HARARE (Reuters) - A Zimbabwean court has allowed the largest diamond mine in the Marange fields to return and assume control of all assets after challenging government’s decision to stop mining operations.
Zimbabwe’s mines minister on Feb. 22 ordered all nine companies operating in the diamond fields in the east of the southern African country near Mozambique to stop mining and leave because their license had expired.
Mbada Diamonds, a 50/50 venture between the government and Mauritius-registered Grandwell Holdings, on Monday won a reprieve from the High Court, which ruled that Mbada should have full control of its assets.
In the interim judgment seen by Reuters on Tuesday, the ministry of mines was ordered to let Mbada’s security personnel have access to the company’s mining site in Marange.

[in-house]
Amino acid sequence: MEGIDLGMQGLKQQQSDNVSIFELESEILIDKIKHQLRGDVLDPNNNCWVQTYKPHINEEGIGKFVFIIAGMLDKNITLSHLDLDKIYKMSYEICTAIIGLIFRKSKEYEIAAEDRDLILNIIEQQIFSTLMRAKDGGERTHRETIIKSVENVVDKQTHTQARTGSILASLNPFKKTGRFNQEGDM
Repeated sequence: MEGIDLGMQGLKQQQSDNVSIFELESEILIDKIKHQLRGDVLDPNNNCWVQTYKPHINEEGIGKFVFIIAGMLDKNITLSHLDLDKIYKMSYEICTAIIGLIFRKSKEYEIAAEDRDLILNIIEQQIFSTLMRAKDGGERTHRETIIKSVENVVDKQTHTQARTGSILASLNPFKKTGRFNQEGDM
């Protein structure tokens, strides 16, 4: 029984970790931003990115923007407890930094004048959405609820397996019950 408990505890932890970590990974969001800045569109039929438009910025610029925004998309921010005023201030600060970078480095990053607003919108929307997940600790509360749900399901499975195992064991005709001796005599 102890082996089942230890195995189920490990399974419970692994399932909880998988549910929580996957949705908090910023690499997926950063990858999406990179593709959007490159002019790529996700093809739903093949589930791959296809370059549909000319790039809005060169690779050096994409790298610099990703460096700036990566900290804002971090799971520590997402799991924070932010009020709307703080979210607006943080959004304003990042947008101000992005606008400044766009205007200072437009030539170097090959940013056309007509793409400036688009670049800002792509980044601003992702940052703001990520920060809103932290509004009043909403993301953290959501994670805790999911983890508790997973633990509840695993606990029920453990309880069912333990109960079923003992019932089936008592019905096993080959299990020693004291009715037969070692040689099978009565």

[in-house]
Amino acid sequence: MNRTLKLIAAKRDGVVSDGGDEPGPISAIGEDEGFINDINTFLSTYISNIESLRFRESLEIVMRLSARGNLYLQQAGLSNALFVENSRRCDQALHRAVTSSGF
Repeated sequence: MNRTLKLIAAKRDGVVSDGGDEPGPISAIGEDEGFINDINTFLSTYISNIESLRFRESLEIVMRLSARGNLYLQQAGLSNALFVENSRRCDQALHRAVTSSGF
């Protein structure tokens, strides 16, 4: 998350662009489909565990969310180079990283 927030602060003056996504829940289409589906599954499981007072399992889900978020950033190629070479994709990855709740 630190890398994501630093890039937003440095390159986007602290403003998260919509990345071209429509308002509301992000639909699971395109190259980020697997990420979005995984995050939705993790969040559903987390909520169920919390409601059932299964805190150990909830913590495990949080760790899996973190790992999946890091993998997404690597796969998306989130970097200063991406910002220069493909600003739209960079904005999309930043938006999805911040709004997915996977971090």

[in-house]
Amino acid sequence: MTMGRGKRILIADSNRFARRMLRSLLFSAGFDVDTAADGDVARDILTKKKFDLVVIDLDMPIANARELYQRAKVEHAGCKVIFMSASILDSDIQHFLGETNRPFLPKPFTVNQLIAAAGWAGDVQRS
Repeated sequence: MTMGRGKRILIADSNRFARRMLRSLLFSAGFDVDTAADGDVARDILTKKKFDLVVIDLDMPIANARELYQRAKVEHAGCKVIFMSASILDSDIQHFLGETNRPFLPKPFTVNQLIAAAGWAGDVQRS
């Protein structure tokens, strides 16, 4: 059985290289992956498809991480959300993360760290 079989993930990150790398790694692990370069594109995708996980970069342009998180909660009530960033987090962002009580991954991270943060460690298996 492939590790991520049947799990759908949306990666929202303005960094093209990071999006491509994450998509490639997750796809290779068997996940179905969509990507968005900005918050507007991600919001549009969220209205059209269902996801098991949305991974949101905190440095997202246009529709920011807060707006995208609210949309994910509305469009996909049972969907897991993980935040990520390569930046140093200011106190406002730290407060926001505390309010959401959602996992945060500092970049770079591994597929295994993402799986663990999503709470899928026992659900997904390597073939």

“As a contingency plan pending the hearing of this matter ... (minister of mines) shall allow such security personnel full access to all the relevant premises thereat, including residential premises, full access to all the equipment, diamond ore and any other assets,” Judge Joseph Mafusire said.
A full hearing on whether Mbada can resume mining will be held on Wednesday.
Mines Minister Walter Chidhakwa told Reuters that the government, through the Attorney General, would launch an appeal on Tuesday, which would automatically suspend Monday’s ruling.
“We believe in the original position that we took and we stand by that decision. The Attorney General will launch an appeal this morning,” said Chidhakwa.
Mbada wants the court to remove the ministry of mines from its concession and force the government to renew its license.
Analysts say the latest move by President Robert Mugabe’s government could further tarnish the country’s image as a risky investment destination, with investors already unnerved by Mugabe’s drive to force foreign-owned firms to sell majority shares to locals.
Reporting by MacDonald Dzirutwe; Editing by James Macharia
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